Many people do not like to eat the same foods two days in a row. This is why menu planning for a single person is so complicated when most recipes make at least 4 servings of food. What can a single person do to mitigate the waste? Again freezing is an option. Making two such meals and alternating days in which they are eaten is another option. Sharing cooking duties with a single friend is another option (with this option you cut expenses and the cooking time).

If I am like most single people, the one thing that bugs me the most about menu planning is fresh fruits and veggies. I find myself many times throwing out rotten fruit and vegetables because I could not consume them before they went bad. This is where a freezer can also come into play. If you live in a country where frozen vegetables are available, use them. If you do not, this idea may take a bit more work, but will be so worth it in the end. Freeze your own vegetables and fruit. A little research in cookbooks or on the internet can provide you with ways in which you can preserve your own frozen fruits and vegetables. (They end up being healthier in the long run because you know what is being put into your freezer.) The only exception to this is lettuce. I have yet to find a practical way in which I can preserve lettuce for salads. When I do I will be sure to post about it.

Menu planning for singles requires thinking outside the box. With a little imagination and planning, a single person or a couple can use this handy tip.

Tools that are Handy for Making Meal Planning for One or Two a Success

The first tool I have already mentioned, a freezer. This does not have to be a large freezer, but a freezer is a very helpful tool to have when planning meals for one or two people. While many people know that a freezer is useful for a large family, many do not realize its usefulness for single people. As I mentioned earlier, a large meal can be prepared then frozen into smaller portions for later consumption. I use this tool all the time for my own meal planning. Lasagna, soup, muffins, pancakes, waffles, baked goods, fruit, some veggies, meat in individual portions, and much more can be stored in the freezer. Just be aware that some items only last a few months in the freezer while others last almost a year.

The second tool that has made menu planning easier for me, has been my microwave. I can make meals ahead and pop them in the microwave when I need them. This useful tool is used mostly in conjunction with my freezer. (One thing I do not put in the microwave though is bread. It will dry out and be hard as a rock if you do. Just a friendly warning.) What if I do not have a microwave or they are not available where I live? Most things can be heated on the stove or in the oven. How do you think your ancestors heated food? A microwave just makes it easier.

The third tool I find useful is a small crock pot. When I first came to the field, I had a crock pot that my mother had left me. It was huge. Way too large for a single person. I was able to obtain a small crock pot from England and I have used that tool almost every week since I received it. It cuts my cooking time by cooking while I am busy doing other things. I can make a meal for just myself or for more with just that one tool. In fact, it makes the chicken pot pie filling much easier to make.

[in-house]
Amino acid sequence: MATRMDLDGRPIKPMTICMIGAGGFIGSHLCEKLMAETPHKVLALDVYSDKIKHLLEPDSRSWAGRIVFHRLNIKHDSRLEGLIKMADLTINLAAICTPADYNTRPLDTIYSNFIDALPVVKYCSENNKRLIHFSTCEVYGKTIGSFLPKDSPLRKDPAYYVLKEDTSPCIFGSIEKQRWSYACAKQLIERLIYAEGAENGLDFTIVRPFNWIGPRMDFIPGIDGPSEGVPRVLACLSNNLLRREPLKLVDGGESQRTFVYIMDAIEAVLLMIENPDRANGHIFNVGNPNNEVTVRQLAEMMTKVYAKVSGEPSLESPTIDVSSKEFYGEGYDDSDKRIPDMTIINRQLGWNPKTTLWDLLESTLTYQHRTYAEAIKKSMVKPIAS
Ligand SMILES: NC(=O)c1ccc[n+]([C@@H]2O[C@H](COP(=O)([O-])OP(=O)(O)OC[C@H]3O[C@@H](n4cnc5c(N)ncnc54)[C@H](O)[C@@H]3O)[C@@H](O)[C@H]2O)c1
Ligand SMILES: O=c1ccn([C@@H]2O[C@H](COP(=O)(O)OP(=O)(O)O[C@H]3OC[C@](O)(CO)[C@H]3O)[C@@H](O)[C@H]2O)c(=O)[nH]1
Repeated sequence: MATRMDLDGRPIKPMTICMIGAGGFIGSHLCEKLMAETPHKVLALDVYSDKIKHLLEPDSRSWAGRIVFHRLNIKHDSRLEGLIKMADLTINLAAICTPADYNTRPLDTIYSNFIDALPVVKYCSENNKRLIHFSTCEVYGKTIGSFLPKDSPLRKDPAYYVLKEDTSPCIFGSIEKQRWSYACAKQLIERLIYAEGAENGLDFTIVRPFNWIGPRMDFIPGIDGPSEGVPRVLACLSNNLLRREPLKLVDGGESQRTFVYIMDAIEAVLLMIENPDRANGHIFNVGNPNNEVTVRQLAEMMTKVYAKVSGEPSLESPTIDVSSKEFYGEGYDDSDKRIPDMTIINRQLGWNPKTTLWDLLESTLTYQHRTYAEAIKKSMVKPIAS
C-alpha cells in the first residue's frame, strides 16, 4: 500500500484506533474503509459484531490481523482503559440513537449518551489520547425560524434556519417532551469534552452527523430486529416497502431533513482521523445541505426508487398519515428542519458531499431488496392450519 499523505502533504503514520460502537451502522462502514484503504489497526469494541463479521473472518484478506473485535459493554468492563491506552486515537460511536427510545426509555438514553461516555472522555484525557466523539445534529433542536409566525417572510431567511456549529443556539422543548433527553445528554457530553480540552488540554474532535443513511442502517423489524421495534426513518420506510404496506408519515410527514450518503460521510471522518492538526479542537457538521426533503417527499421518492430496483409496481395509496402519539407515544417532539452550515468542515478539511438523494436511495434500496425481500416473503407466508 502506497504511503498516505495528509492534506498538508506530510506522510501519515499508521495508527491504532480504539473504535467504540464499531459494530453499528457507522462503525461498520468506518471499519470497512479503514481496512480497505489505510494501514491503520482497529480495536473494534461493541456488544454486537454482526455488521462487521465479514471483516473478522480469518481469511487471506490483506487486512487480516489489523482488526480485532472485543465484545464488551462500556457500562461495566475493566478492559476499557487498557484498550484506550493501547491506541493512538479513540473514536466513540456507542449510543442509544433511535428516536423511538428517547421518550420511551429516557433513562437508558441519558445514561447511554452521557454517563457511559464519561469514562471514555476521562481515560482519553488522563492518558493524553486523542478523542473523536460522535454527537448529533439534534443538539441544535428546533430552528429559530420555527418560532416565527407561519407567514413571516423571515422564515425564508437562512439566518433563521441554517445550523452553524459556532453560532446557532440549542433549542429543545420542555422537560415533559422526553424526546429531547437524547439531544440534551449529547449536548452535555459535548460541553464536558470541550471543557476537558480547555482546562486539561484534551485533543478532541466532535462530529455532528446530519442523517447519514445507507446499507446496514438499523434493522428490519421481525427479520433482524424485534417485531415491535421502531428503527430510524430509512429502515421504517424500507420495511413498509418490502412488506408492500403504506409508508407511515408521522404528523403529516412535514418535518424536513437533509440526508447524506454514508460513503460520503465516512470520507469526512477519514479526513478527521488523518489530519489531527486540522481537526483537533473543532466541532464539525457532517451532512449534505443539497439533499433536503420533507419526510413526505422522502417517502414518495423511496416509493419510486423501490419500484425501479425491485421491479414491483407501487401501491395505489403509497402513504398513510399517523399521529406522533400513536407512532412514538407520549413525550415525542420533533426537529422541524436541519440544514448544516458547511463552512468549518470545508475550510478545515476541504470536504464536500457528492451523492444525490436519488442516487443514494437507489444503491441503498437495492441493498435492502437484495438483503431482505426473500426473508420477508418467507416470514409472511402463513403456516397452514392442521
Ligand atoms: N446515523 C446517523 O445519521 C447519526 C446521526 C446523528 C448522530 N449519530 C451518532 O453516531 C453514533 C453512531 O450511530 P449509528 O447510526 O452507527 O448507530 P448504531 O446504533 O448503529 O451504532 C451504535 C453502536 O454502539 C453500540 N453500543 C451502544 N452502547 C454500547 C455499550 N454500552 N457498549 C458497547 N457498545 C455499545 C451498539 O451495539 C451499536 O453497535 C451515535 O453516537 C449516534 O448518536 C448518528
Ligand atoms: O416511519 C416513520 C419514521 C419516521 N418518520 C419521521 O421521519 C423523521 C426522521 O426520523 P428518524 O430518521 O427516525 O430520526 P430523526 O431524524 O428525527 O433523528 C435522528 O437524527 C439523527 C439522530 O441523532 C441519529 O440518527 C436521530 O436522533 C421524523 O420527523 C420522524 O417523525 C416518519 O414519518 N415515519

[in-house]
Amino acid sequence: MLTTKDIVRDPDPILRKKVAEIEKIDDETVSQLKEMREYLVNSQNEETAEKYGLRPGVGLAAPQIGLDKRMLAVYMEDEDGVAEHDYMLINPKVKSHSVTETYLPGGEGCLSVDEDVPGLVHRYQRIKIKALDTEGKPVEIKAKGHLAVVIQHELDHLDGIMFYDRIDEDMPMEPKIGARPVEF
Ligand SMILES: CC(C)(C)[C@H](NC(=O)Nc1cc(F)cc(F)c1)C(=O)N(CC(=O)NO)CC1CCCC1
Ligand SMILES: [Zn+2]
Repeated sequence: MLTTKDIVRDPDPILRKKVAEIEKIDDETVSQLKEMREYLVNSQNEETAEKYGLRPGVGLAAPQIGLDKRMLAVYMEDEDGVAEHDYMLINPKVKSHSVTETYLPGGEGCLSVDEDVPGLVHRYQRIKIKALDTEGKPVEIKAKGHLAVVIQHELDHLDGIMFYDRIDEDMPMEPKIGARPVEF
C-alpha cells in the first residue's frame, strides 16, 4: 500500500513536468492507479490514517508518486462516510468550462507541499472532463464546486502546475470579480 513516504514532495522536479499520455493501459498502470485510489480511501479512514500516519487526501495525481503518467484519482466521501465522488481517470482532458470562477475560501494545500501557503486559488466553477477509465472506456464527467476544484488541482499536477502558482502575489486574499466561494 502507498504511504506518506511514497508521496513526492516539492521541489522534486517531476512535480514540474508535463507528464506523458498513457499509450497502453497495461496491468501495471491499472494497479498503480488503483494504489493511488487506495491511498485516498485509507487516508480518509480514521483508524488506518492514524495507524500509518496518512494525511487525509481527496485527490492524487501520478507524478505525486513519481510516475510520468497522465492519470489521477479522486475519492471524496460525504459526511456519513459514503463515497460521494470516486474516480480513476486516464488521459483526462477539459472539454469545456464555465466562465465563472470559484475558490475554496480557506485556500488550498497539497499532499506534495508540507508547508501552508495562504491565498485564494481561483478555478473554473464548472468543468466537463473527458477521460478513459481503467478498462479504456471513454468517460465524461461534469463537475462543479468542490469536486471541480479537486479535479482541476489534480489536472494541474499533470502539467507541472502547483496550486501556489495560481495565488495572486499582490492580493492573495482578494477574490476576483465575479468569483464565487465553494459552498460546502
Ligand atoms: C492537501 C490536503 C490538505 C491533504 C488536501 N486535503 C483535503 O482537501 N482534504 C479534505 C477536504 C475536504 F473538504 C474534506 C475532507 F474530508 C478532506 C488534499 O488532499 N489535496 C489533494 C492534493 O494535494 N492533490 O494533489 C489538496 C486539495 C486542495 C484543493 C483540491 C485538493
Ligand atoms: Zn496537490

I hope these tips have been helpful to you as you plan your meals. Please, let me know if you have any other tips that have proven useful over the years. Maybe you have found a way to keep lettuce longer!

Tips and Tools for Ministry

With this series of blog posts I want to share some of the computer programs and ministry helps I have found useful. My ministry centers around three things, children and teens, music and translation. While your ministry may not center on the same three things, some of the programs and helps I have found useful may be useful to you.

Photo Credit: geishaboy500 via Compfight cc

Photo Credit: geishaboy500 via Compfight cc

The program I would like to talk about today is Corel Draw. Many times missionaries do not have access to the types of materials they need. Sunday school materials, games, bulletins, Christian artwork, book markers, illustrations, booklets, pamphlets, and other such items are either too expensive or not found in the language of your people. I know that when my parents first started out on the mission field in Portugal, there was little available in Portuguese. Thankfully more and more is available from Brazil, but even so getting into Portugal or Mozambique can be cost prohibitive.

This is where a program like Corel Draw can come into play. The initial investment can be a bit steep, usually costing from $100 to $200, but the benefits more than pay for the program. It enables you to make all of those items for the cost of your time and the ink and paper to print them. Just in the 6 years I have been on the field, I have used this program to make book markers, bulletins, booklets, games for junior church, memory verses, backgrounds for power point, and much more. It is a versatile program with a thousand and one uses. It can also save you a lot of money spent on materials or postage to get those materials.

In a first world country like Portugal or the United States, getting items printed involves going to a local print place and telling them how many copies you need. However, in a developing country or a third world country such luxuries are not available. So if you are going to use a program like Corel Draw, you will also need a printer and maybe even an ink supply. This can seem like an enormous investment of money and time, but the rewards are worth it. Using materials you have created can bring another to salvation. After all, that is our purpose. The program and printer can be tools in the Master’s hand.

One thing I would advise if you are going to use a program such as Corel Draw. If possible, take a course on using the functions or buy a book for ‘Dummies.’ The more you know about your program the more you can use said program and the better your product will be.

What are some of the tools or programs you have found invaluable on the field? Let me know and I will include them here on this series.